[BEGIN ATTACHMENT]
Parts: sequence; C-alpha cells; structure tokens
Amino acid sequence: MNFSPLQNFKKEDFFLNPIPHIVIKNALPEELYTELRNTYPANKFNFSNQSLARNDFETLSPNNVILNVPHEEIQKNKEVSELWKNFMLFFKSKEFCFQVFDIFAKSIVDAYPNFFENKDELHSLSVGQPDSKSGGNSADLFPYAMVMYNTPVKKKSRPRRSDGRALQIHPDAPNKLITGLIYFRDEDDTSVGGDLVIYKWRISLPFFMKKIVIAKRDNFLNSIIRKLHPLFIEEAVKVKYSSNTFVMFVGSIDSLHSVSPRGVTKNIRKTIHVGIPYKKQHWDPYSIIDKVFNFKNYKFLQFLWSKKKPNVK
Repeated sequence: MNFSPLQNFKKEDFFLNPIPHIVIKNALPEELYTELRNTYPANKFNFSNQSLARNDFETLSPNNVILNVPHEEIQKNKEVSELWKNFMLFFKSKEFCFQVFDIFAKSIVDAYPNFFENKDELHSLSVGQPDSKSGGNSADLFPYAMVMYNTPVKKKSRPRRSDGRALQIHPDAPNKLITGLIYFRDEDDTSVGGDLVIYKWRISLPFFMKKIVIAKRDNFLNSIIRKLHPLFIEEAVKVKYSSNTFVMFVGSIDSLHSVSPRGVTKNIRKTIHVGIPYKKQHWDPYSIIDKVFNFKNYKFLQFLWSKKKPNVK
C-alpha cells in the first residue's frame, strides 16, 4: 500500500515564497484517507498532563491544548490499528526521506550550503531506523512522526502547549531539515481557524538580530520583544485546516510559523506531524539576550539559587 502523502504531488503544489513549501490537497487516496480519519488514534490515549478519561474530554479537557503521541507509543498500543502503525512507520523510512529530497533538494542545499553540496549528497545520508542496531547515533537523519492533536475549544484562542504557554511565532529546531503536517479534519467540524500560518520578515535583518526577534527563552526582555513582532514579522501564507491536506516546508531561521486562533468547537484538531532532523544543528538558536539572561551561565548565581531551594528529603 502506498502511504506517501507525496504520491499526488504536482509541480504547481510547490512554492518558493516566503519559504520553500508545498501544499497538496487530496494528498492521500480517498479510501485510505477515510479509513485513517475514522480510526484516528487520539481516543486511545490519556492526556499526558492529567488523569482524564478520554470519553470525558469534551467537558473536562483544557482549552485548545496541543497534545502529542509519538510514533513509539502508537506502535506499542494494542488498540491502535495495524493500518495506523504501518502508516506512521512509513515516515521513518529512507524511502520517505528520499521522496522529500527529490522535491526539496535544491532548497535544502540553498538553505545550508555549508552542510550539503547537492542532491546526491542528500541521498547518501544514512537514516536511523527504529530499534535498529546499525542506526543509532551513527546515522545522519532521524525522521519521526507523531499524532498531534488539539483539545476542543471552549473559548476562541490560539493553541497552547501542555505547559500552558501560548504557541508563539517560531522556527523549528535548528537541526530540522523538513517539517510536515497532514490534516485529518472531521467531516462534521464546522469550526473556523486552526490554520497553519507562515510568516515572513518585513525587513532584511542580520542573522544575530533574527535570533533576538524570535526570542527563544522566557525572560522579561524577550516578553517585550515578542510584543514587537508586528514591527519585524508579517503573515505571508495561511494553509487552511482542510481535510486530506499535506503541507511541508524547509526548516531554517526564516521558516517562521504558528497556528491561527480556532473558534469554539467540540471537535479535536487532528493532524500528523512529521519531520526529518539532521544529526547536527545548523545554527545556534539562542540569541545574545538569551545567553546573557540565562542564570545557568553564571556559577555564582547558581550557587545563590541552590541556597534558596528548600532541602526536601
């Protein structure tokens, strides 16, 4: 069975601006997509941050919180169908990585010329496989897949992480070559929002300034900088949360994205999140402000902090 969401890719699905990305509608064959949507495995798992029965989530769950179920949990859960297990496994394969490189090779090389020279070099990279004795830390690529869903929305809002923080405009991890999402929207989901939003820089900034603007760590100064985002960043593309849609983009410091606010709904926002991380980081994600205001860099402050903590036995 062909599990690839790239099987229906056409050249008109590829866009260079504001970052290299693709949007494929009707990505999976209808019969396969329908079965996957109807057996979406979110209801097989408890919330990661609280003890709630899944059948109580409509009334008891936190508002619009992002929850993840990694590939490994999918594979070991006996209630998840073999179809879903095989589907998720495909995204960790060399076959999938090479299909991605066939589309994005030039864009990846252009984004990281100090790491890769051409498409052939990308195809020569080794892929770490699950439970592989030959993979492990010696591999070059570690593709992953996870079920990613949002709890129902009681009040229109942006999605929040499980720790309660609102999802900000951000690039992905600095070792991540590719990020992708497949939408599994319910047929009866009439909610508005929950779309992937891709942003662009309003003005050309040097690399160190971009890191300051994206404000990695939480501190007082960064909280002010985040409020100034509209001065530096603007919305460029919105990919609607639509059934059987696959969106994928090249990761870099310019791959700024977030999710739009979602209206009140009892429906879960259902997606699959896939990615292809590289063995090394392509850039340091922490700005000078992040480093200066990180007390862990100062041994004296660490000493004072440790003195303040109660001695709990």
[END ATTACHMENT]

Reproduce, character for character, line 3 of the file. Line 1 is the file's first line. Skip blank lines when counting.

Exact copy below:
Repeated sequence: MNFSPLQNFKKEDFFLNPIPHIVIKNALPEELYTELRNTYPANKFNFSNQSLARNDFETLSPNNVILNVPHEEIQKNKEVSELWKNFMLFFKSKEFCFQVFDIFAKSIVDAYPNFFENKDELHSLSVGQPDSKSGGNSADLFPYAMVMYNTPVKKKSRPRRSDGRALQIHPDAPNKLITGLIYFRDEDDTSVGGDLVIYKWRISLPFFMKKIVIAKRDNFLNSIIRKLHPLFIEEAVKVKYSSNTFVMFVGSIDSLHSVSPRGVTKNIRKTIHVGIPYKKQHWDPYSIIDKVFNFKNYKFLQFLWSKKKPNVK